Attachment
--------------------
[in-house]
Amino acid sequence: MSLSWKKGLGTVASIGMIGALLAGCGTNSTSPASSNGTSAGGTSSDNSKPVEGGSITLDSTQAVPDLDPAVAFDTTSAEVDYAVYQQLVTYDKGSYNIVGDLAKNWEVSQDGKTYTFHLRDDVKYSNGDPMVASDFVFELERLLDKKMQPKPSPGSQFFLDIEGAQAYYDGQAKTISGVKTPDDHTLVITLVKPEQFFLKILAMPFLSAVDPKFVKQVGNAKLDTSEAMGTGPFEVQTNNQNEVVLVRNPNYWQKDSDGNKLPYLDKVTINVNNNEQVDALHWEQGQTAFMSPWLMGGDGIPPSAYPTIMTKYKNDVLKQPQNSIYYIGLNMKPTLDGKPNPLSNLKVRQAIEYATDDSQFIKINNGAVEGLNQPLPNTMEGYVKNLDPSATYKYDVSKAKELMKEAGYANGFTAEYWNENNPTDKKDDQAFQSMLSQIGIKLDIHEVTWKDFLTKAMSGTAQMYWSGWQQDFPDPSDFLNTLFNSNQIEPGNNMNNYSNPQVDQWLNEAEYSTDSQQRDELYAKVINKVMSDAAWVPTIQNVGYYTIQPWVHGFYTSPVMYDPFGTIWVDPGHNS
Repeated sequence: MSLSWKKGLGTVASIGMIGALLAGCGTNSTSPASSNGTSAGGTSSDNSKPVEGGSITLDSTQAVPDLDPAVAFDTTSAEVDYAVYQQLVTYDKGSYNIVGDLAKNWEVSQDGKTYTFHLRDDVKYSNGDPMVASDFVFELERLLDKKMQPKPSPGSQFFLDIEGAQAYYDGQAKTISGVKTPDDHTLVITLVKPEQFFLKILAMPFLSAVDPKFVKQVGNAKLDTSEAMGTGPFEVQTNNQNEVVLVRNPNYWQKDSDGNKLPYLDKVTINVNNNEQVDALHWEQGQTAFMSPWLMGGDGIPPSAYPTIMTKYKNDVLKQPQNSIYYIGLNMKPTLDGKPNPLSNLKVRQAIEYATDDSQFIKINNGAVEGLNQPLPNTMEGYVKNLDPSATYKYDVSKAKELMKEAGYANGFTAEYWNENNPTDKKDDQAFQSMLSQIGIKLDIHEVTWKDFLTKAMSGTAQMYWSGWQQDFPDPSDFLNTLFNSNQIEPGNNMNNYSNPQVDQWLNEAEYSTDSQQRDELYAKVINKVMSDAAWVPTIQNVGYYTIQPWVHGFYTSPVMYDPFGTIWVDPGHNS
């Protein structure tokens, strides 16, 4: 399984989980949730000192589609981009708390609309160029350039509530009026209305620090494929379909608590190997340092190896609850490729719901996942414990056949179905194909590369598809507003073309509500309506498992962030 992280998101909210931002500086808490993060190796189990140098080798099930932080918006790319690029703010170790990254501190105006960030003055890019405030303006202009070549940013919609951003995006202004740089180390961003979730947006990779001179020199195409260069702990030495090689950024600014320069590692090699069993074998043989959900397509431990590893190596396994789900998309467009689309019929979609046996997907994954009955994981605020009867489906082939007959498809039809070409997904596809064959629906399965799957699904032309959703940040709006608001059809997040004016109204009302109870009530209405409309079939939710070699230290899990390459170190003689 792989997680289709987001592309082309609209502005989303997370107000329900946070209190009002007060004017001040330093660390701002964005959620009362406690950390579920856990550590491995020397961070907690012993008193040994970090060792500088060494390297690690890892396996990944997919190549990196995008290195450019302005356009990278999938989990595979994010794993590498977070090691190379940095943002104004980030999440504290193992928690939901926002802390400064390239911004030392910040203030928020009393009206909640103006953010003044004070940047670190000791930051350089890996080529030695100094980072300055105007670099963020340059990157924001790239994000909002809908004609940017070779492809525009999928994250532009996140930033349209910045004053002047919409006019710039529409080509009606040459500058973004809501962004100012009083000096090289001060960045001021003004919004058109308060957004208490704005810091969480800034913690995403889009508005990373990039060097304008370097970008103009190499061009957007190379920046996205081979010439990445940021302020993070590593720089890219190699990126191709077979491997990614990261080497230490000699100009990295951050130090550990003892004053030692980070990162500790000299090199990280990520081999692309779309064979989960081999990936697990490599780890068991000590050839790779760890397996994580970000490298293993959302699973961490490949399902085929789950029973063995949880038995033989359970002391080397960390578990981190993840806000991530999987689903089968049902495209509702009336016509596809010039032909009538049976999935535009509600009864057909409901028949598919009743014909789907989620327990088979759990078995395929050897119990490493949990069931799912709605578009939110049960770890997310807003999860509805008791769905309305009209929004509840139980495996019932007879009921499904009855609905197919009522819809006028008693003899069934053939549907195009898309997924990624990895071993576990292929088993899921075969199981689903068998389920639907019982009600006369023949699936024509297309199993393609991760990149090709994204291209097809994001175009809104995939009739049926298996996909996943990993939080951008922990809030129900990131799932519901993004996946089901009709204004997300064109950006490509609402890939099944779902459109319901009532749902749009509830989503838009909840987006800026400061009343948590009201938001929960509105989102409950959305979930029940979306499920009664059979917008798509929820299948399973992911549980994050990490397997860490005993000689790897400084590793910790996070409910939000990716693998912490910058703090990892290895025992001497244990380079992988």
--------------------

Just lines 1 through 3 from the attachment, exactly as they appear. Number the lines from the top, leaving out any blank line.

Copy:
[in-house]
Amino acid sequence: MSLSWKKGLGTVASIGMIGALLAGCGTNSTSPASSNGTSAGGTSSDNSKPVEGGSITLDSTQAVPDLDPAVAFDTTSAEVDYAVYQQLVTYDKGSYNIVGDLAKNWEVSQDGKTYTFHLRDDVKYSNGDPMVASDFVFELERLLDKKMQPKPSPGSQFFLDIEGAQAYYDGQAKTISGVKTPDDHTLVITLVKPEQFFLKILAMPFLSAVDPKFVKQVGNAKLDTSEAMGTGPFEVQTNNQNEVVLVRNPNYWQKDSDGNKLPYLDKVTINVNNNEQVDALHWEQGQTAFMSPWLMGGDGIPPSAYPTIMTKYKNDVLKQPQNSIYYIGLNMKPTLDGKPNPLSNLKVRQAIEYATDDSQFIKINNGAVEGLNQPLPNTMEGYVKNLDPSATYKYDVSKAKELMKEAGYANGFTAEYWNENNPTDKKDDQAFQSMLSQIGIKLDIHEVTWKDFLTKAMSGTAQMYWSGWQQDFPDPSDFLNTLFNSNQIEPGNNMNNYSNPQVDQWLNEAEYSTDSQQRDELYAKVINKVMSDAAWVPTIQNVGYYTIQPWVHGFYTSPVMYDPFGTIWVDPGHNS
Repeated sequence: MSLSWKKGLGTVASIGMIGALLAGCGTNSTSPASSNGTSAGGTSSDNSKPVEGGSITLDSTQAVPDLDPAVAFDTTSAEVDYAVYQQLVTYDKGSYNIVGDLAKNWEVSQDGKTYTFHLRDDVKYSNGDPMVASDFVFELERLLDKKMQPKPSPGSQFFLDIEGAQAYYDGQAKTISGVKTPDDHTLVITLVKPEQFFLKILAMPFLSAVDPKFVKQVGNAKLDTSEAMGTGPFEVQTNNQNEVVLVRNPNYWQKDSDGNKLPYLDKVTINVNNNEQVDALHWEQGQTAFMSPWLMGGDGIPPSAYPTIMTKYKNDVLKQPQNSIYYIGLNMKPTLDGKPNPLSNLKVRQAIEYATDDSQFIKINNGAVEGLNQPLPNTMEGYVKNLDPSATYKYDVSKAKELMKEAGYANGFTAEYWNENNPTDKKDDQAFQSMLSQIGIKLDIHEVTWKDFLTKAMSGTAQMYWSGWQQDFPDPSDFLNTLFNSNQIEPGNNMNNYSNPQVDQWLNEAEYSTDSQQRDELYAKVINKVMSDAAWVPTIQNVGYYTIQPWVHGFYTSPVMYDPFGTIWVDPGHNS